Big Companies Drive Clean Energy Development. Can Small Businesses Do The Same?

Large companies are a major driver of renewable energy growth in the U.S. while smaller companies are more limited in their options to decarbonize. What it will take to enlist smaller companies in greening the country’s energy supply?

This piece was first published in Forbes on May 26, 2020. It is reprinted with their permission.

Large companies are a major driver of renewable energy growth in the U.S., with Google, Amazon, and 100 or so other big energy users collectively signing a fifth of new clean energy power purchase agreements in 2018, second only to electric utilities themselves.  Companies strive to fund clean projects and decarbonize their energy supply to shore up their social license to operate.  Think about the pressure that America’s tech titans have been under to reduce the carbon footprint of server farms and retail delivery networks.  Businesses also want direct access to renewable energy, which in a growing number of regions is now cheaper than power supplied by the local utility.

Smaller companies, however, are more limited in their options to decarbonize.   They lack the financial heft to fund green energy projects through PPAs, the organizational scale to operate dedicated energy procurement departments, and have little incentive to dive into the business of energy generally.

A new report from the REBA Institute, an affiliate of the Renewable Energy Buyers Alliance, looks at what it will take to enlist smaller companies in greening the country’s energy supply.  REBA, whose membership includes many of the largest commercial and institutional energy consumers, aims to more than double the amount of renewable energy backed by commercial and industrial businesses to 60 gigawatts this decade, and to ultimately make it possible for more companies to achieve aggressive clean energy goals.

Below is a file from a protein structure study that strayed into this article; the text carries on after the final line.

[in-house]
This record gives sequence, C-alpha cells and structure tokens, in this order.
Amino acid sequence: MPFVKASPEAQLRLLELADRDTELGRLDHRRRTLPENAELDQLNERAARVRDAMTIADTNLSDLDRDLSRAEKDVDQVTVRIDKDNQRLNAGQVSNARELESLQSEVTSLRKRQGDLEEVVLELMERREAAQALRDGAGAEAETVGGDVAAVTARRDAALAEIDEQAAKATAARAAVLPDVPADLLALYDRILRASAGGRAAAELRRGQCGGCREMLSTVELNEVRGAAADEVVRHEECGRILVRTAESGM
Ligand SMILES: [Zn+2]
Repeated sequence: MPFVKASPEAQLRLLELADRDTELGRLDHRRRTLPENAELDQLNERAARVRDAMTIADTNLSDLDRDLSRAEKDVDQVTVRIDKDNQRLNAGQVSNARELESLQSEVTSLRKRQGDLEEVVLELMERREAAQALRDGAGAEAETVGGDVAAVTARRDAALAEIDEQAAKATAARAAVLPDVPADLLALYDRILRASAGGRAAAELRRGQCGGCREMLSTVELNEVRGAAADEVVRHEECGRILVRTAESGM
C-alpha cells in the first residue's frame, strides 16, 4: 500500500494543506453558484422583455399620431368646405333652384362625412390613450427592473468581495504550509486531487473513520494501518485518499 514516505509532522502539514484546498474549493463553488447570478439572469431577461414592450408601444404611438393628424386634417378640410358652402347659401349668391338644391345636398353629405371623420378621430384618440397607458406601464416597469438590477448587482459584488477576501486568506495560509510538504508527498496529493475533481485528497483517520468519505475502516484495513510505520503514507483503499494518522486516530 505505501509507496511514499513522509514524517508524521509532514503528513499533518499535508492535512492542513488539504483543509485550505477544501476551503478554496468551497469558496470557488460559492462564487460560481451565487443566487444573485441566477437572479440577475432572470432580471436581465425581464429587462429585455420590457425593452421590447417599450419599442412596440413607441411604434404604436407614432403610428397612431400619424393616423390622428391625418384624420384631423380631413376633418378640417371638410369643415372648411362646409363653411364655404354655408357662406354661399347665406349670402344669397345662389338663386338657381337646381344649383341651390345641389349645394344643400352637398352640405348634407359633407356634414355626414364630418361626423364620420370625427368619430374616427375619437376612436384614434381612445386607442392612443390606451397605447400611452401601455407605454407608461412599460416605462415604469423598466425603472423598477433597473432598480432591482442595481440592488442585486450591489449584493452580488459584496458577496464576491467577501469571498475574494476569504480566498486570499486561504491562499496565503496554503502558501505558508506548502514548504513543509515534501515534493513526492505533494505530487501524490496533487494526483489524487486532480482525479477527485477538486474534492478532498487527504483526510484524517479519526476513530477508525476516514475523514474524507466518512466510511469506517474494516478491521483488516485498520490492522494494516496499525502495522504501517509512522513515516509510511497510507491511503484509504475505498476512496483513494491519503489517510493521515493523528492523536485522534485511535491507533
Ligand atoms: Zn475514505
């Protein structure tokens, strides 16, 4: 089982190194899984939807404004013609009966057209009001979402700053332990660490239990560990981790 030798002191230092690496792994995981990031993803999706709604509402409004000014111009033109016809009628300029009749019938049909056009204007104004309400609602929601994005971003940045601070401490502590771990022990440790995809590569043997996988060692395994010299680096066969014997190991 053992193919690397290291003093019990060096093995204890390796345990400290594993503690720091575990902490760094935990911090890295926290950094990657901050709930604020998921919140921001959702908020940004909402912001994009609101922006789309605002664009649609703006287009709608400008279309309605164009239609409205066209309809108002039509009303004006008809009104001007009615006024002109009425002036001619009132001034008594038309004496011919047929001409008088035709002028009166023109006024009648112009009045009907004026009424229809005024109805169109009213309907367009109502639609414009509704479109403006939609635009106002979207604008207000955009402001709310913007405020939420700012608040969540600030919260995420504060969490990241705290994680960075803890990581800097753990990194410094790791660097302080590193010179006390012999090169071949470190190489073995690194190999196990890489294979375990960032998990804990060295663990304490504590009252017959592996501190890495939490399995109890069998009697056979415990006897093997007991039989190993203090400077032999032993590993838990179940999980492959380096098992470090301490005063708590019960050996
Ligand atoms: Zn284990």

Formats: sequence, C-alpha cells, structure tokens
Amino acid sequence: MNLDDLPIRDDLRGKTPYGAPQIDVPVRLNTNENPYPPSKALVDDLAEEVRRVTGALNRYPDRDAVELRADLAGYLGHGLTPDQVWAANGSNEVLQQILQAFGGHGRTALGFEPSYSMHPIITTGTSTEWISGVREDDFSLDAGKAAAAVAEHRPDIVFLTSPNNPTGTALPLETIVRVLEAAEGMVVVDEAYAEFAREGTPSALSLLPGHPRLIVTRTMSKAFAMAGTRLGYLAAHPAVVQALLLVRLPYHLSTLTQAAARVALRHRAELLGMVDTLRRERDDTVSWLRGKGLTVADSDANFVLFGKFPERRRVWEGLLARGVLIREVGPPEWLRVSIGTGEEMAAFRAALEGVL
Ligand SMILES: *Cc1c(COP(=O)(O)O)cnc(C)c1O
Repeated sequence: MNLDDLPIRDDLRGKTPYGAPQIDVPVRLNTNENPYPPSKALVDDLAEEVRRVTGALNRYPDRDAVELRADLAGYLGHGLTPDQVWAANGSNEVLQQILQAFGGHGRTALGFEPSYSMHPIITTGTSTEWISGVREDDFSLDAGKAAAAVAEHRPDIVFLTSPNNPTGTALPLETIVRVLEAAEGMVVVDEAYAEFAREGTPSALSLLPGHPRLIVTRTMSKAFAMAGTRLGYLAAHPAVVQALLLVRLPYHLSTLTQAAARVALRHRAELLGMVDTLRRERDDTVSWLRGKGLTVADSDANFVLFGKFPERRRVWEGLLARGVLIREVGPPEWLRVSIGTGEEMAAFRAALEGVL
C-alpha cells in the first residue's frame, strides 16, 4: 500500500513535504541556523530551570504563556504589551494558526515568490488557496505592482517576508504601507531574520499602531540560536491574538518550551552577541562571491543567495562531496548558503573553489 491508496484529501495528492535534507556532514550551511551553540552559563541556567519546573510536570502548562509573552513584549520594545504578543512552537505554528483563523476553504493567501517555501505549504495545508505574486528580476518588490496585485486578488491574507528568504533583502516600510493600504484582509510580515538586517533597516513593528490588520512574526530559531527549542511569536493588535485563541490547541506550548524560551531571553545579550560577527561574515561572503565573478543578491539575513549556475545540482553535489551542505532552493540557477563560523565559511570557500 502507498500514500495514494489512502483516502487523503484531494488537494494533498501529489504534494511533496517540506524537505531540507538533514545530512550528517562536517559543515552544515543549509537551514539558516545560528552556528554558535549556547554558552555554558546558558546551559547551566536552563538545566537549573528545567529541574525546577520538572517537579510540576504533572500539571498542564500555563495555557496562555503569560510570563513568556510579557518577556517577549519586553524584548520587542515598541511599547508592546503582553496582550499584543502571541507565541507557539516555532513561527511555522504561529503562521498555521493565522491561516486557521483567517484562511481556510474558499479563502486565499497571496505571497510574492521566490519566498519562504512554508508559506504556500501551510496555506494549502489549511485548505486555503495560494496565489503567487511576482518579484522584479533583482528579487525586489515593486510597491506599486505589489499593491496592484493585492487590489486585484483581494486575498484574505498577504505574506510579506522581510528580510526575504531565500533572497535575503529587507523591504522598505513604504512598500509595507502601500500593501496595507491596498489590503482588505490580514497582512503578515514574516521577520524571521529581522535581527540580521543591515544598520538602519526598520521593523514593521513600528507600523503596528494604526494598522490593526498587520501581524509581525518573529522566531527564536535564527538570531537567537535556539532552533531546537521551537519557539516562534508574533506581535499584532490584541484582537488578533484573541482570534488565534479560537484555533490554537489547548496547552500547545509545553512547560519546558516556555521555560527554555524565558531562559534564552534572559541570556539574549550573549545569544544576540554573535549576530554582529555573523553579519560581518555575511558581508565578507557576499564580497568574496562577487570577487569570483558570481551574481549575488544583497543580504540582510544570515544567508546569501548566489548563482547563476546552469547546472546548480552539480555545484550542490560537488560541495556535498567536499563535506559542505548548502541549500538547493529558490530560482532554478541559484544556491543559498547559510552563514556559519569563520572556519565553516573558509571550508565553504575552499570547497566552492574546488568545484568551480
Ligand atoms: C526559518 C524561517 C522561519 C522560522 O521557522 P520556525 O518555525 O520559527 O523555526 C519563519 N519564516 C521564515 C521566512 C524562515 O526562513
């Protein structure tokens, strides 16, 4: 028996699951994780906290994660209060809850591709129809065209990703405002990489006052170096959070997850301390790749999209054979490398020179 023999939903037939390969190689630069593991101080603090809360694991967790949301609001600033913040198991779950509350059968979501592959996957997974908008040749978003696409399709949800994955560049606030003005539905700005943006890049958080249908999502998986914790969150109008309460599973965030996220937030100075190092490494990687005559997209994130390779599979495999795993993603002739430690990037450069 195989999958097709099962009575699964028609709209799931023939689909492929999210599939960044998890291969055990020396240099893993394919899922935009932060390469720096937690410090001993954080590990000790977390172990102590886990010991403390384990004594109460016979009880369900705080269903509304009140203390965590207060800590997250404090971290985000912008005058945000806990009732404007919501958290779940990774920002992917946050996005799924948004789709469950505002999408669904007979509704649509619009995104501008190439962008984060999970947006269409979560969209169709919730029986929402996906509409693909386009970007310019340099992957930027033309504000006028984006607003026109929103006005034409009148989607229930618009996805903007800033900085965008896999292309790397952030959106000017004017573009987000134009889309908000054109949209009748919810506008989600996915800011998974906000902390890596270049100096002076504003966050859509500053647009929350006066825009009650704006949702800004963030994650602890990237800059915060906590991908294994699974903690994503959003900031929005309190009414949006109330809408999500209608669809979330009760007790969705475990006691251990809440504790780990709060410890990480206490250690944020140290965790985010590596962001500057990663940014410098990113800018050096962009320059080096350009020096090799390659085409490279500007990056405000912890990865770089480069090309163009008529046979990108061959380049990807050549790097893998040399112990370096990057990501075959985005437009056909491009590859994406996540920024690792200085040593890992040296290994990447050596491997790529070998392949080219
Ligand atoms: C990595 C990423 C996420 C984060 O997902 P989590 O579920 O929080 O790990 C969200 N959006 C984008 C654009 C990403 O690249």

“Big corporate buyers have pioneered PPA’s,” says Bryn Baker, REBA’s director of policy innovation.  “But the curve of who can easily participate in this falls off when you get to the Russel 1000 index and beyond.”

“Smaller companies, and the mom and pops, don’t have the bandwidth to become exclusive energy buyers. And you even have large energy buyers saying we’re not in the energy business and don’t want to be.”

Many companies that have wanted access to clean energy have resorted to purchasing renewable energy credits (RECs), the focus of greening efforts over the past 15 years or so.  But RECs are an added cost.  “As renewables have become cheaper, companies want the underlying benefit of the energy, not just the environmental attribute that RECs represent,” says Baker.

In its Renewable Energy Policy Pathways Report, the REBA Institute identifies three pathways to grow the universe of companies that have the ability to procure clean energy.  Each of these pathways already exist, but need to be accelerated to allow businesses to reach truly ambitious clean energy targets, including the 100% clean energy goals being pursued by over 200 companies.  REBA notes that commercial and industrial customers consume half of the country’s electricity.

Introduce Consumer Choice